But I'm definitely glad that I know that this is it.  Hopefully this is where I end my career.  It's no more getting traded and getting traded again and getting traded again.  I enjoyed that, too.  It was great to get to experience different organizations, how they go about things, play with different players in the world from Victor Martinez and C.C. in Cleveland, and to here with Utley and Howard, to Seattle with Ichiro and Felix Hernandez, and then Texas with Josh Hamilton, Mike Young, Vladimir Guerrero.  I got an opportunity to play with the best players in the world.  Now I get a chance to come back to the place that I felt like was the right fit for us.

            It's been a fun ride, but I ended up back here.  I'm looking forward to it.  I think we're going to do a lot of really good things here.  I'm excited about it.


            Q.  Ruben, you mentioned the flexibility.  Last week at the Winter Meetings you said you had conversations with Chad.  Is that door closed now?  Is the door closed for being out and getting another right‑handed bat?

            RUBEN AMARO, JR.:  I'll never say 'closed.'  Probably open it with a tooth pick.  But we have to keep our eyes and ears open.  But I would say I'm pretty comfortable, very comfortable, with the club going into spring training.


            Q.  Cliff, did you talk to Jayson at all?

            CLIFF LEE:  Yeah.  I don't know if I can say exactly how that conversation went down here, to be honest with you.  I know once we both got on the free agent market, we talked about trying to get on the same team.  Obviously when he signed with the Nationals and I signed here, it didn't happen.  When he found out I was coming here, he wasn't the happiest person in the world.  I'll put it that way (smiling).


            Q.  Ruben, the flex point, you committed $300 million to three guys in Cliff, Ryan and Roy Halladay.  Next year you have some decisions to make.  Do you have the ability still to take care of business later on next year?

            RUBEN AMARO, JR.:  Yeah, that's a great question.  That's one of the boxes you kind of put yourself into.  Now you have to make choices.

            But I think it was one of the important elements of this.  We felt again, starting pitching, I don't know if there's a more important element of the game.  We felt if we were going to be stable in one area, try to work around that, that starting pitcher would be the thing.

            I think we put ourselves in a position to have as good a rotation as there is in the game.  So for our long‑term success at the Major League level, we felt like this was the right thing to do.

            THE MODERATOR:  Cliff, again, welcome to Philadelphia.  Ruben, thank you.  Thank you all for being with us today.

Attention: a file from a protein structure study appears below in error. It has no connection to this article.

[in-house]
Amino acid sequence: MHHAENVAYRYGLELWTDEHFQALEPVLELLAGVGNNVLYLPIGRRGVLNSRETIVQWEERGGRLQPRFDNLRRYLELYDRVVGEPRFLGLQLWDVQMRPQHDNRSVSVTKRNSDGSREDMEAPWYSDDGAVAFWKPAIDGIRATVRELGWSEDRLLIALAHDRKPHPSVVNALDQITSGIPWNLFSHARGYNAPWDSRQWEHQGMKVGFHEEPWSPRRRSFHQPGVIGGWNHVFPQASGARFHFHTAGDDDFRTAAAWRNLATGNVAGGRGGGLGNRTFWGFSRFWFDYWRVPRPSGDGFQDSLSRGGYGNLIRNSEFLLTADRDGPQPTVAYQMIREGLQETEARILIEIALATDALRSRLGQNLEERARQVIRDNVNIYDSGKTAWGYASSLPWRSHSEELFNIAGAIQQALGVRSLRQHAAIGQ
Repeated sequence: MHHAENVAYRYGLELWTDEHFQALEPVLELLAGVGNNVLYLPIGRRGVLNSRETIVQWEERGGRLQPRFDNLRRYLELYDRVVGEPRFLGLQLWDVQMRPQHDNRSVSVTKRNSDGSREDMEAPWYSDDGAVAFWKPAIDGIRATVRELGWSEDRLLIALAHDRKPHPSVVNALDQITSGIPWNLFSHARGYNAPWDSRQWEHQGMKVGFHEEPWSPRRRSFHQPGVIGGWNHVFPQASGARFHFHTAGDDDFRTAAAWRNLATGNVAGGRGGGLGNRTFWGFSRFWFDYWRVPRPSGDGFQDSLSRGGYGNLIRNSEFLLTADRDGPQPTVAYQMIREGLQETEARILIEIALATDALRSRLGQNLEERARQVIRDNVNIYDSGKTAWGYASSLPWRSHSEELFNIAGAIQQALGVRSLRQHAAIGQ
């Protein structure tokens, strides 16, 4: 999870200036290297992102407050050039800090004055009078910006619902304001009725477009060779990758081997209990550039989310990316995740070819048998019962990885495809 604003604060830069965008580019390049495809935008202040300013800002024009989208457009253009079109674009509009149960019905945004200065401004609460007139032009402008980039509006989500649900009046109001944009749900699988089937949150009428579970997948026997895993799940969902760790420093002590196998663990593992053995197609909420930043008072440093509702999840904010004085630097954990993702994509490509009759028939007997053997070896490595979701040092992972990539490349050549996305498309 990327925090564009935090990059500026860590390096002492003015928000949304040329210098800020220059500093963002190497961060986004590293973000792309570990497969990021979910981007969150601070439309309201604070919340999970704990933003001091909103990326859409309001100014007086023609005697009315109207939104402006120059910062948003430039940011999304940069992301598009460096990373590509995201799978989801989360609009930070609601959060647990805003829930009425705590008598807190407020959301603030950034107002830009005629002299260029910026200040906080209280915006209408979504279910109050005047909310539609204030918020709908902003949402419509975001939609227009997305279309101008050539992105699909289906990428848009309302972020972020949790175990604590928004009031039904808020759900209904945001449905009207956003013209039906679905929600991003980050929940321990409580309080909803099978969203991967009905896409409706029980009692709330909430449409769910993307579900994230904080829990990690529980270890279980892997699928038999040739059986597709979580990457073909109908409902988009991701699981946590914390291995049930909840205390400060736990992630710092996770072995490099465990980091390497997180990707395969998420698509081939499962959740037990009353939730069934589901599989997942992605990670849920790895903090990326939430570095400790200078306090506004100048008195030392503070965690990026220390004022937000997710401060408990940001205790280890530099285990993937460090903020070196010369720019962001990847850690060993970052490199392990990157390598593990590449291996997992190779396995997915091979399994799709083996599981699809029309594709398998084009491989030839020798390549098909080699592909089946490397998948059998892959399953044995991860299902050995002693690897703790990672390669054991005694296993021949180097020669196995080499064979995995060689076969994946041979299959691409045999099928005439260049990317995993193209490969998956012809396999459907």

16 Responses

  1. Great presser. Glad to have Lee back and things getting ready to go.
    Only one concern now….”We’re no longer flexible. We’ve reached our flex point”…this statement kinda concerns me after 2011 season.

  2. Wow, someone’s REALLY pissed off at Werth for getting some stability for his wife and kids in the future. Shame on Jayson for taking care of them and not the fans that are so fickle they turn on him with the change of the wind. WOW…

  3. Phifer is the crown Prince of the Phillies Nation.
    Cliff Lee is a Fightin’ again; all is right with the world. Next up: the lion lies down with the lamb.

  4. Cliff Lee doesn’t throw a slider. 2 seam and 4 seam fastball, cutter, spike curve, and a change up. but he’ll def make werth look like a moron with his spike curve. that pitch has a nastey last moment break on it

  5. BirmCori…do you honestly think that Werth wouldn’t be able to support his family with the money the Phillies would have gave him? I don’t know about you but somehow I survive making less than 126 million.
    If you’re going to make an argument, make sense.

  6. I think the “toothpick” comment was about how far the door remains open for bringing Durbin back.

  7. Yeah BirmCori, theres no way Werth could have supported his family, or families family, or families families family, or the greater south jersey region for the 80-90 mil he would have got here. He took the money and ran. Fuck him.

  8. Cliff is a CLASS ACT as most players or former players are/or were on the Phillies! Werth’s press conference was a joke. I am disappointed but shouldn’t be. I really liked worth, but after his comments in his pc….piss on him. Phils gambled on him and made him what he is today when NOBODY WOULD. I’m not saying he shouldn’t have taken the $$, but there is a way of showing RESPECT to a former team, and he DID NOT DO THAT. Cliff WELCOME HOME!!!

  9. Agree with Lisa. Werth looks miserable and acted like a jerk when questioned about Philly. No one forced him to go to DC. He made a choice and if he’s unhappy he can have lunch with DMac and talk about it (and wipe his butt in 100 dollar bills, he’s BEYOND rich).